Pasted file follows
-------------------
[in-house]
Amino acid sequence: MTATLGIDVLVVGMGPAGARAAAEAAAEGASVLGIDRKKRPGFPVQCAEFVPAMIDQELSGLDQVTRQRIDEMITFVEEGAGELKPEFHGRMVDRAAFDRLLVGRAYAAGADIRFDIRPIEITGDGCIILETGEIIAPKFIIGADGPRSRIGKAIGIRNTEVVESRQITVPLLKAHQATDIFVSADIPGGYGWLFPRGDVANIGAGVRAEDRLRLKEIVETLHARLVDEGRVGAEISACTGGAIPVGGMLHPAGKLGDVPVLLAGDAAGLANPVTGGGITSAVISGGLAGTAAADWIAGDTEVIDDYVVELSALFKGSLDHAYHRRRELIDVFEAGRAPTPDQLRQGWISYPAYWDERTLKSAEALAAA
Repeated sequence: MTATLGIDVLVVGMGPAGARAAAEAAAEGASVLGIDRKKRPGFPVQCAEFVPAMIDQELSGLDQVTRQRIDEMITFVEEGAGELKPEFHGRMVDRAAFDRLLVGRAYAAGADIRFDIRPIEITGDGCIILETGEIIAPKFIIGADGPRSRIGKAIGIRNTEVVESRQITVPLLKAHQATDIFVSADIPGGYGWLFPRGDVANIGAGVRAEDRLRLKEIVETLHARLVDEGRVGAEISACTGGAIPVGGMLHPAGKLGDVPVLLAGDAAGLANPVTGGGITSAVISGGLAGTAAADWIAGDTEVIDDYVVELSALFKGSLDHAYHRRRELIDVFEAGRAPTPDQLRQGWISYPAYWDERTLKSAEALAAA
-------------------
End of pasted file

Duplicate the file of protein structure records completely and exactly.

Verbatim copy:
[in-house]
Amino acid sequence: MTATLGIDVLVVGMGPAGARAAAEAAAEGASVLGIDRKKRPGFPVQCAEFVPAMIDQELSGLDQVTRQRIDEMITFVEEGAGELKPEFHGRMVDRAAFDRLLVGRAYAAGADIRFDIRPIEITGDGCIILETGEIIAPKFIIGADGPRSRIGKAIGIRNTEVVESRQITVPLLKAHQATDIFVSADIPGGYGWLFPRGDVANIGAGVRAEDRLRLKEIVETLHARLVDEGRVGAEISACTGGAIPVGGMLHPAGKLGDVPVLLAGDAAGLANPVTGGGITSAVISGGLAGTAAADWIAGDTEVIDDYVVELSALFKGSLDHAYHRRRELIDVFEAGRAPTPDQLRQGWISYPAYWDERTLKSAEALAAA
Repeated sequence: MTATLGIDVLVVGMGPAGARAAAEAAAEGASVLGIDRKKRPGFPVQCAEFVPAMIDQELSGLDQVTRQRIDEMITFVEEGAGELKPEFHGRMVDRAAFDRLLVGRAYAAGADIRFDIRPIEITGDGCIILETGEIIAPKFIIGADGPRSRIGKAIGIRNTEVVESRQITVPLLKAHQATDIFVSADIPGGYGWLFPRGDVANIGAGVRAEDRLRLKEIVETLHARLVDEGRVGAEISACTGGAIPVGGMLHPAGKLGDVPVLLAGDAAGLANPVTGGGITSAVISGGLAGTAAADWIAGDTEVIDDYVVELSALFKGSLDHAYHRRRELIDVFEAGRAPTPDQLRQGWISYPAYWDERTLKSAEALAAA